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Unlocking your cell phone is about to become legal again

A week or so ago the Senate passed a bill that will finally make cell phone unlocking legal in the United States again. Now the Unlocking Consumer Choice and Wireless Competition Act has also cleared Congress, so all that’s left is for the President to rubber-stamp the decision and you can take your phone to another network without fear of prosecution.

The Digital Millenium Copyright Act of 1998 — intended to curb piracy — has until now been used by manufacturers to ban users from modifying their phones by unlocking them. An exception for mobiles introduced in 2006 was reversed in 2012, so the practice is technically illegal today. The relevant legislation is reviewed every three years, so you should be safe for a while.

There’s no exact timeframe for when the Act will officially get the all-clear, but given that the White House has expressed strong support for the bill in the past it won’t take long to complete the process. The original intention was to get the Act passed by the end of the year, so there should be no danger of missing that deadline.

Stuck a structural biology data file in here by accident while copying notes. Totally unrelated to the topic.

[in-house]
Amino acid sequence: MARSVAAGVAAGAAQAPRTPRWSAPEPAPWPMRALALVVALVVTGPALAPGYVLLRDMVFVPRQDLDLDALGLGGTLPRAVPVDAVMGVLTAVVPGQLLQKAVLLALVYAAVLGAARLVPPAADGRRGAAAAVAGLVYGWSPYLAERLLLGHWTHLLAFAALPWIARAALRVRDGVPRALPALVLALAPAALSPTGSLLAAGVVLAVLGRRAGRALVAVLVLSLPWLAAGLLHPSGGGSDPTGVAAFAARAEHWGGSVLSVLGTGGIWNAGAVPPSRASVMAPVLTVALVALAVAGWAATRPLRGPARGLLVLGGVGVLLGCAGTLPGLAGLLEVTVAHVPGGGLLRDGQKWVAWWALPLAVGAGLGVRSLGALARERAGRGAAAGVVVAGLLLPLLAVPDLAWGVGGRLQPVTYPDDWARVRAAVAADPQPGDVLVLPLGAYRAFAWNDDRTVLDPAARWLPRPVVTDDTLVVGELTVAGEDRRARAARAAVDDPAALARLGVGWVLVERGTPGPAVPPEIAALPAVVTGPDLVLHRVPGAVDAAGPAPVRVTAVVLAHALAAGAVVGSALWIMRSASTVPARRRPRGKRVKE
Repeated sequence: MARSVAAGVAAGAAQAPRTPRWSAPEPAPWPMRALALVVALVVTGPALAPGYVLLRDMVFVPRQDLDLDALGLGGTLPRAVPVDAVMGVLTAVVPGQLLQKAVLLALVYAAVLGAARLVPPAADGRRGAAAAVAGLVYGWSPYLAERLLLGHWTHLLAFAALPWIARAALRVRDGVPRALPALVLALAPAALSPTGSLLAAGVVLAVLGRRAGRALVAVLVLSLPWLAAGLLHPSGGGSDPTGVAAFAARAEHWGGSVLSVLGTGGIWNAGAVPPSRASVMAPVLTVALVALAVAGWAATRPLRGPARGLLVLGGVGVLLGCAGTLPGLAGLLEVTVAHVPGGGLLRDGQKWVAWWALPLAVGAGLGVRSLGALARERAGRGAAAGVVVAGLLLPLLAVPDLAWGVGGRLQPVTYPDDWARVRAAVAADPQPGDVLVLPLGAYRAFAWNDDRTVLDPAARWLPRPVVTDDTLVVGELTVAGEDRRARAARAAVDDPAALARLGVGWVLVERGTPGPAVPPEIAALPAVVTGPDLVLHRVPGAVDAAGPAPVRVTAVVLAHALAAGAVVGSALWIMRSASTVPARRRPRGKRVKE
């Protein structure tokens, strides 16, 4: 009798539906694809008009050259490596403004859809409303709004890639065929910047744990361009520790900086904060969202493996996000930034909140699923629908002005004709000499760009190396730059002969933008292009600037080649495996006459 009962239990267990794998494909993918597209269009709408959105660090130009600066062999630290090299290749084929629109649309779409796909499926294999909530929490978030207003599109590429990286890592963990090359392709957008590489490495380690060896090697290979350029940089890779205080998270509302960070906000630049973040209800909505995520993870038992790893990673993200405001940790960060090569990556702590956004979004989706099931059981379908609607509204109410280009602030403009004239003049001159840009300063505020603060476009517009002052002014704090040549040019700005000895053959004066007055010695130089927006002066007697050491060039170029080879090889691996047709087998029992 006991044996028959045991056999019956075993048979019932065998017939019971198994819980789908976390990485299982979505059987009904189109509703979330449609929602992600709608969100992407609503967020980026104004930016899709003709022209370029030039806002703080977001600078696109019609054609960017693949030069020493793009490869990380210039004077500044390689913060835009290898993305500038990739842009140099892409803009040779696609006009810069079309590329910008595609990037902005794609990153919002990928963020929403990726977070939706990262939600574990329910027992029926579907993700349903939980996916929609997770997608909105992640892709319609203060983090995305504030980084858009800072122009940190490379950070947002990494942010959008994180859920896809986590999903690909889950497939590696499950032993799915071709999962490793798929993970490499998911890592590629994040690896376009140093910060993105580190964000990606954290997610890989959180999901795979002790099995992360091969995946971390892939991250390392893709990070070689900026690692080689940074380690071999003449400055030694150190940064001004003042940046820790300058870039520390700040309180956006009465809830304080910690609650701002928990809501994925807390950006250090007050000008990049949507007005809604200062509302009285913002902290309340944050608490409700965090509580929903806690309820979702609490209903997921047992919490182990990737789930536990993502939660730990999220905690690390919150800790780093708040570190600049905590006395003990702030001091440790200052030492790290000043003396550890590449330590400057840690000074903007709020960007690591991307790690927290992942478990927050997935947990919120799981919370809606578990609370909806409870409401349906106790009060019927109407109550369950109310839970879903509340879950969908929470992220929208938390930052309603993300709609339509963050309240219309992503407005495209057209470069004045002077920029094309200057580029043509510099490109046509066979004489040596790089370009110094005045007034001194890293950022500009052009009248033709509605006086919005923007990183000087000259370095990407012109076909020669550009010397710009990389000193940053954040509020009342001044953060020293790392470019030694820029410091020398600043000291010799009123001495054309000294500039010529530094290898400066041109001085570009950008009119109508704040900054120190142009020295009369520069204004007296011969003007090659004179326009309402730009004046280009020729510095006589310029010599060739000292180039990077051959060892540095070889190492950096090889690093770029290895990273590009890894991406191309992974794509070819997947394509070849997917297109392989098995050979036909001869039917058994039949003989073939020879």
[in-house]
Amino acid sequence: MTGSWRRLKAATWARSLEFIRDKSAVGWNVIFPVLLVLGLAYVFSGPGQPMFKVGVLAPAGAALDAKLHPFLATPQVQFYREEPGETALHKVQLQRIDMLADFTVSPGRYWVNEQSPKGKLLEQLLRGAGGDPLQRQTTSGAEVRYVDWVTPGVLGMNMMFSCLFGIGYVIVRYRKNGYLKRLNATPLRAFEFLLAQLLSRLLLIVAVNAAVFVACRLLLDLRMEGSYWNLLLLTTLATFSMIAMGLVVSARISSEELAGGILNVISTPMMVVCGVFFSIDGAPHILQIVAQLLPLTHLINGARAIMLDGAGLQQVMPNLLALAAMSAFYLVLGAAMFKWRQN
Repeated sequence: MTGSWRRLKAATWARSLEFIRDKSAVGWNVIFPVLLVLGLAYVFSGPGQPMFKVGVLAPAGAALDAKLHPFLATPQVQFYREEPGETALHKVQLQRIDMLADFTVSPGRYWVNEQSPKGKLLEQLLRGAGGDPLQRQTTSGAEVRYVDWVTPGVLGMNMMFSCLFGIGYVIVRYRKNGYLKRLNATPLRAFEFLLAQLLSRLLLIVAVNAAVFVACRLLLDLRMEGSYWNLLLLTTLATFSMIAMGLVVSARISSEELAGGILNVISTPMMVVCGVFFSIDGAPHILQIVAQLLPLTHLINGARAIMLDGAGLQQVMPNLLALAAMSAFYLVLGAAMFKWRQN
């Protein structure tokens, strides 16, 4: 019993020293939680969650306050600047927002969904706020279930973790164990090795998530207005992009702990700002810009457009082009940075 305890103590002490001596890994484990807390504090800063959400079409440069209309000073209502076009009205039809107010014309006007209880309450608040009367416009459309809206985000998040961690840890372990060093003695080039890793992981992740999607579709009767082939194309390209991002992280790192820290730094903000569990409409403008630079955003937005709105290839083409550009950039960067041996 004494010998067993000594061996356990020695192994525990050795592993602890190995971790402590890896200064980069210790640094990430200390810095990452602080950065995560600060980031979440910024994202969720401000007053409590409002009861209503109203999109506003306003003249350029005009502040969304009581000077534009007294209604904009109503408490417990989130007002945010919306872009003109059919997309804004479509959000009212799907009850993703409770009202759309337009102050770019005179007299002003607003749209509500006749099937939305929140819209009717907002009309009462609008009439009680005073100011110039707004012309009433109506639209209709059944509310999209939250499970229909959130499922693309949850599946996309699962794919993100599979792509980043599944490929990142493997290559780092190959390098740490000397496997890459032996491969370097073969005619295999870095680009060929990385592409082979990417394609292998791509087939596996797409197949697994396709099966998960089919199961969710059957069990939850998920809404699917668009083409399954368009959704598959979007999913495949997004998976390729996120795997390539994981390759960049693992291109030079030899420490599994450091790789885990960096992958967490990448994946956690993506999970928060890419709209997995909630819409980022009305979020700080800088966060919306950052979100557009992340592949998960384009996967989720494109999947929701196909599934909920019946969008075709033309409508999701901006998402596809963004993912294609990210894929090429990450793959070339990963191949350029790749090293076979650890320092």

“The bill Congress passed today is another step toward giving ordinary Americans more flexibility and choice, so that they can find a cell phone carrier that meets their needs and their budget,” said President Obama in a statement. “I commend Chairmen Leahy and Goodlatte, and Ranking Members Grassley and Conyers for their leadership on this important consumer issue and look forward to signing this bill into law.”

Once cell phone unlocking is no longer a criminal offense, you’ll be free to switch between networks more easily. The Act covers bulk unlocking for businesses who want to offer handsets to customers and allows you to get your phone unlocked by a third party if you don’t want to work through the process yourself. Ultimately it means more freedom and choice for consumers, so let’s hope the decision sticks this time.

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